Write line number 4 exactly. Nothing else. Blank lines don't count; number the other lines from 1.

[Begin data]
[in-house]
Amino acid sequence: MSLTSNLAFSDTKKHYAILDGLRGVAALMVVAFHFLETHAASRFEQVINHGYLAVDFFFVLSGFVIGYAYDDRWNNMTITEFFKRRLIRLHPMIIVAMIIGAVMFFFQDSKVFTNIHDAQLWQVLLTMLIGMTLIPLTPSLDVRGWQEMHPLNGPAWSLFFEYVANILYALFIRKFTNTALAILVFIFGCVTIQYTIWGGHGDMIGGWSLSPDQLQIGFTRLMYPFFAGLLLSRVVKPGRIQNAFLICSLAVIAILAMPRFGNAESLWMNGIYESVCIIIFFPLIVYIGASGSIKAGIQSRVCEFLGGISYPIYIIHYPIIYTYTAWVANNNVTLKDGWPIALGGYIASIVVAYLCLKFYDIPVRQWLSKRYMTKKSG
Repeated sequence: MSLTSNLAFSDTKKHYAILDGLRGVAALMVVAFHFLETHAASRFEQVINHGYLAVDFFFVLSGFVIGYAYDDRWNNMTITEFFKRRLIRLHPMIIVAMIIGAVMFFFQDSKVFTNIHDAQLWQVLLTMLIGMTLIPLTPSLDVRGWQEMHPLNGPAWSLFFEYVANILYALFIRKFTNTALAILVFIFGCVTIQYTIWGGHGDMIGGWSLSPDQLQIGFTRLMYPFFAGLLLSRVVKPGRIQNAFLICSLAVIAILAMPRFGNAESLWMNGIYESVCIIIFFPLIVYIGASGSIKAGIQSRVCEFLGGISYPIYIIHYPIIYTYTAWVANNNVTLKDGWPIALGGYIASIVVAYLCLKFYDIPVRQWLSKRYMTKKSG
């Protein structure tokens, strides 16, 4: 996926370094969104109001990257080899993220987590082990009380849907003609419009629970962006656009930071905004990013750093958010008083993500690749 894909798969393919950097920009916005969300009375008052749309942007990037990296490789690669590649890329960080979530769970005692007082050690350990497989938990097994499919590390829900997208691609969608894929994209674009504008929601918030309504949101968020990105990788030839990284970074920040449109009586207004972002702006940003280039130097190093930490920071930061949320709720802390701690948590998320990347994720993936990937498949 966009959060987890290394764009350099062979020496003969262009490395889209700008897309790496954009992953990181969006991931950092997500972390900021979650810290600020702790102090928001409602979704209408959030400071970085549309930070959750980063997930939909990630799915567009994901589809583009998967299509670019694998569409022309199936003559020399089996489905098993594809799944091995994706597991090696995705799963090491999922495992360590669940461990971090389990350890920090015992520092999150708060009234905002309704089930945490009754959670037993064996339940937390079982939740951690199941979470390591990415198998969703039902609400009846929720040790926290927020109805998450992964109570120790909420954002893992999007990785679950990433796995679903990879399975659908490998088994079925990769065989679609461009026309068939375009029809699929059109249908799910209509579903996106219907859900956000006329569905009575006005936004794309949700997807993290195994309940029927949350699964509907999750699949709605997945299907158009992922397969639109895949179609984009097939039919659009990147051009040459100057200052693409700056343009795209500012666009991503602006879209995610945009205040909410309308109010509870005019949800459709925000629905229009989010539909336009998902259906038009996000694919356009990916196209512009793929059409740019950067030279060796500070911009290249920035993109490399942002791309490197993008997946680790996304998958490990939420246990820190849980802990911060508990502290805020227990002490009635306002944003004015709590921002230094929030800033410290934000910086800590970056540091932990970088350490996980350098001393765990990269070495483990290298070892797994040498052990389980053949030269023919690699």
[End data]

């Protein structure tokens, strides 16, 4: 996926370094969104109001990257080899993220987590082990009380849907003609419009629970962006656009930071905004990013750093958010008083993500690749 894909798969393919950097920009916005969300009375008052749309942007990037990296490789690669590649890329960080979530769970005692007082050690350990497989938990097994499919590390829900997208691609969608894929994209674009504008929601918030309504949101968020990105990788030839990284970074920040449109009586207004972002702006940003280039130097190093930490920071930061949320709720802390701690948590998320990347994720993936990937498949 966009959060987890290394764009350099062979020496003969262009490395889209700008897309790496954009992953990181969006991931950092997500972390900021979650810290600020702790102090928001409602979704209408959030400071970085549309930070959750980063997930939909990630799915567009994901589809583009998967299509670019694998569409022309199936003559020399089996489905098993594809799944091995994706597991090696995705799963090491999922495992360590669940461990971090389990350890920090015992520092999150708060009234905002309704089930945490009754959670037993064996339940937390079982939740951690199941979470390591990415198998969703039902609400009846929720040790926290927020109805998450992964109570120790909420954002893992999007990785679950990433796995679903990879399975659908490998088994079925990769065989679609461009026309068939375009029809699929059109249908799910209509579903996106219907859900956000006329569905009575006005936004794309949700997807993290195994309940029927949350699964509907999750699949709605997945299907158009992922397969639109895949179609984009097939039919659009990147051009040459100057200052693409700056343009795209500012666009991503602006879209995610945009205040909410309308109010509870005019949800459709925000629905229009989010539909336009998902259906038009996000694919356009990916196209512009793929059409740019950067030279060796500070911009290249920035993109490399942002791309490197993008997946680790996304998958490990939420246990820190849980802990911060508990502290805020227990002490009635306002944003004015709590921002230094929030800033410290934000910086800590970056540091932990970088350490996980350098001393765990990269070495483990290298070892797994040498052990389980053949030269023919690699």